The identification of specific protein kinases as oncogenic drivers in a variety of cancer types, coupled with the clinical success of particular kinase-directed targeted therapies, has cemented the human kinome as an attractive source of “actionable” targets for cancer therapy. However, “mining” of the human kinome for precision oncology applications has yet to yield its full potential. This reflects a variety of issues, including oncogenic kinase dysregulation at levels not detectable by genomic sequencing and the uncharacterized nature of a considerable fraction of the kinome. In addition, selective therapeutic targeting of specific kinases requires efficient mapping of total kinome space impacted by candidate small molecule drugs. Fortunately, recent developments in proteomics techniques, particularly in mass spectrometry-based phosphoproteomics and kinomics, provide the necessary technology platforms to address these impediments. Moreover, initiatives such as the Clinical Proteomic Tumour Analysis Consortium have enabled the generation, deposition and integration of genomic, transcriptomic and (phospho)proteomic data for many cancer types, providing unprecedented insights into oncogenic kinases and cancer cell signalling generally. These multi-omic data are identifying novel therapeutic targets, highlighting opportunities for drug re-purposing, and helping assign optimal therapies to specific tumour subtypes, heralding a new era of “enhanced” precision oncology.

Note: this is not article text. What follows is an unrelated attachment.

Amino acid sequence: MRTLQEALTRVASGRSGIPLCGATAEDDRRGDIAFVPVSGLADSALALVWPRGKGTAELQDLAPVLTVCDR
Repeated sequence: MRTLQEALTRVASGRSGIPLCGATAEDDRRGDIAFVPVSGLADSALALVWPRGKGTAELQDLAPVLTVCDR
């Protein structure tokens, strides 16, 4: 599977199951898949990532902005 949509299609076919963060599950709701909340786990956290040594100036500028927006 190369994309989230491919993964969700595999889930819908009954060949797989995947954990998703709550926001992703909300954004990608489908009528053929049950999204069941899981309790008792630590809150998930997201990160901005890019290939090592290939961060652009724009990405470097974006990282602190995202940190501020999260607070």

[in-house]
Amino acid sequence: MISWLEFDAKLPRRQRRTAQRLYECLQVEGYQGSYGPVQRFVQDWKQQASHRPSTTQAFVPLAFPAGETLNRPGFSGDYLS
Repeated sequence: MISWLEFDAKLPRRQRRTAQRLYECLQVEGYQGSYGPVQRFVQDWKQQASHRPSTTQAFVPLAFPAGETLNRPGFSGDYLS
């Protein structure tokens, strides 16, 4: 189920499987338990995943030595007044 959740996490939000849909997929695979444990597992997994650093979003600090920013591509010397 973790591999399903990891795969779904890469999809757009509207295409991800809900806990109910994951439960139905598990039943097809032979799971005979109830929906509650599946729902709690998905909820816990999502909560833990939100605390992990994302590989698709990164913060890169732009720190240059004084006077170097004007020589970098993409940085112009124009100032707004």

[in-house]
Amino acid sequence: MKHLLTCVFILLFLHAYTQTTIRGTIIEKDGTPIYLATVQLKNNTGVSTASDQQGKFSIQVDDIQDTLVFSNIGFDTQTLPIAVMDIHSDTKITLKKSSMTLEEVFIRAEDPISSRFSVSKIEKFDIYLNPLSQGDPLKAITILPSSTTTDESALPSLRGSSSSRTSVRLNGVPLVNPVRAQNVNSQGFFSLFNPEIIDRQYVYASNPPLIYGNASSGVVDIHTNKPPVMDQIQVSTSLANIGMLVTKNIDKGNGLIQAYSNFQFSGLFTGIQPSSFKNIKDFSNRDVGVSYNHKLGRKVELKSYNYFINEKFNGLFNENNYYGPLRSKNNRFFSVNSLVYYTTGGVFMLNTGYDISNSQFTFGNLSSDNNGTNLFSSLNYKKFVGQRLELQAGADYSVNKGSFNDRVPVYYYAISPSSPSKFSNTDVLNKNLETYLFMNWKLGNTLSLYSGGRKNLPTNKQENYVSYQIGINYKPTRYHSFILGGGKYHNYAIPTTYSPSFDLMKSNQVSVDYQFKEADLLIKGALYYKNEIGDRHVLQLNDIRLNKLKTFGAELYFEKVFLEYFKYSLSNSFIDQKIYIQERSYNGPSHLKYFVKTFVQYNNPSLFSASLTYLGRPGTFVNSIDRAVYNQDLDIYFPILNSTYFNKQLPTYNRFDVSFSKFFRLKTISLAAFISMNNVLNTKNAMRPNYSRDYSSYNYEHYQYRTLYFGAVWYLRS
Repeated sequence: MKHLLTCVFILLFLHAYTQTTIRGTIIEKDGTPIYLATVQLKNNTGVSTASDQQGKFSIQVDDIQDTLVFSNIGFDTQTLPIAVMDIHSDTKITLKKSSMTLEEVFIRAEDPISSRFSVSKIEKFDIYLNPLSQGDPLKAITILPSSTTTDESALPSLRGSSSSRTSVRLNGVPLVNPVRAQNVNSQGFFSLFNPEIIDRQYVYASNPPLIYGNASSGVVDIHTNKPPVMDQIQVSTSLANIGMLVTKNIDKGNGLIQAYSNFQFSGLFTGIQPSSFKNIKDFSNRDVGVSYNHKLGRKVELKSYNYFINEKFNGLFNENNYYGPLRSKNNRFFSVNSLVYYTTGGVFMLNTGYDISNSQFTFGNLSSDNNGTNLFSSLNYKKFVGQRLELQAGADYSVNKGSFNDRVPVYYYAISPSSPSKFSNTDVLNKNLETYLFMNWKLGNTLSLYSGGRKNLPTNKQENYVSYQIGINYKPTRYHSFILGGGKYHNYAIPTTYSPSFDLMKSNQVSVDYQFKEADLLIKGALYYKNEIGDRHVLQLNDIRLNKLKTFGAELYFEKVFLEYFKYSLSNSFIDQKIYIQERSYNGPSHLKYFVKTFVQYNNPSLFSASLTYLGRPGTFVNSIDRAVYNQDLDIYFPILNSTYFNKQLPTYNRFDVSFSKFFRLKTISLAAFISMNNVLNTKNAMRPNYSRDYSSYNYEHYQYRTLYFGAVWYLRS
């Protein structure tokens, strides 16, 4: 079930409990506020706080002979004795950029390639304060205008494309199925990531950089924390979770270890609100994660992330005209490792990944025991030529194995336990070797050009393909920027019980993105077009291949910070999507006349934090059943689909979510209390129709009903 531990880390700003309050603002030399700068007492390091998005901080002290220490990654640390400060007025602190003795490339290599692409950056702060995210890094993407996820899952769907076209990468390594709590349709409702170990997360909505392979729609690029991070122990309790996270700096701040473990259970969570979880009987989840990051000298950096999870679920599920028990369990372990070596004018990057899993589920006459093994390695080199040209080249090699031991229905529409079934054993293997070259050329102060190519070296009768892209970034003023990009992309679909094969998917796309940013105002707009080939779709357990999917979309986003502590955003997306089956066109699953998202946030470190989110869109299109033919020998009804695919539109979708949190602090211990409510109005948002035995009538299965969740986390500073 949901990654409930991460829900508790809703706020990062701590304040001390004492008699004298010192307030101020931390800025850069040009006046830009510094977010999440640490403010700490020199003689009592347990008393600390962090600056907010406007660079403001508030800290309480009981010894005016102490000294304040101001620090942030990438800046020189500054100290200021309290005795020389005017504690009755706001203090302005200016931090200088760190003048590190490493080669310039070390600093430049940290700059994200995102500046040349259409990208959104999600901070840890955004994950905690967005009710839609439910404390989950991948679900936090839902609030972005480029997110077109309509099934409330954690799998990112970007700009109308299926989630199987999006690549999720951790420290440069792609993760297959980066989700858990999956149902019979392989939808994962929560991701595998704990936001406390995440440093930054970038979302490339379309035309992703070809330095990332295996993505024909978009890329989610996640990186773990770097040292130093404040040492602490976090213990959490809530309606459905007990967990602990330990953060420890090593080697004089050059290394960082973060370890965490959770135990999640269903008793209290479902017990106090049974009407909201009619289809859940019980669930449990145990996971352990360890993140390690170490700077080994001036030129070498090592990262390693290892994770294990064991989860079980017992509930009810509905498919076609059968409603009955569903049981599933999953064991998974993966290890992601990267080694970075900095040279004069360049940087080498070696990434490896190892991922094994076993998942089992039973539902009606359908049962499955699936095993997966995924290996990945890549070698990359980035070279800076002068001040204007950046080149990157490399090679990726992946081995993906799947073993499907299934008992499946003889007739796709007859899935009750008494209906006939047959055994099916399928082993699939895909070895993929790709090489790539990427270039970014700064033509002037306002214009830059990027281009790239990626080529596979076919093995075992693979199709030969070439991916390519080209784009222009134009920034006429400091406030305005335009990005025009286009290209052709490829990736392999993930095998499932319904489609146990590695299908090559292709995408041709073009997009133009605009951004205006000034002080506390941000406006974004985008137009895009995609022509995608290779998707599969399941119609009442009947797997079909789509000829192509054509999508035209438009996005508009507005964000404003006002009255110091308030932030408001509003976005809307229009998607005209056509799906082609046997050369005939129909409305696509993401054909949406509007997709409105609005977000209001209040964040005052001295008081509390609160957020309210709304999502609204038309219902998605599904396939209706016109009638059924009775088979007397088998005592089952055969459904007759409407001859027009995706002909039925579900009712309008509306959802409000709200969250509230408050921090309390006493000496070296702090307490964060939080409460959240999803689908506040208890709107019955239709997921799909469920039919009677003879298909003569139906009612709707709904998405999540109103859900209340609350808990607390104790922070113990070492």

- precision oncology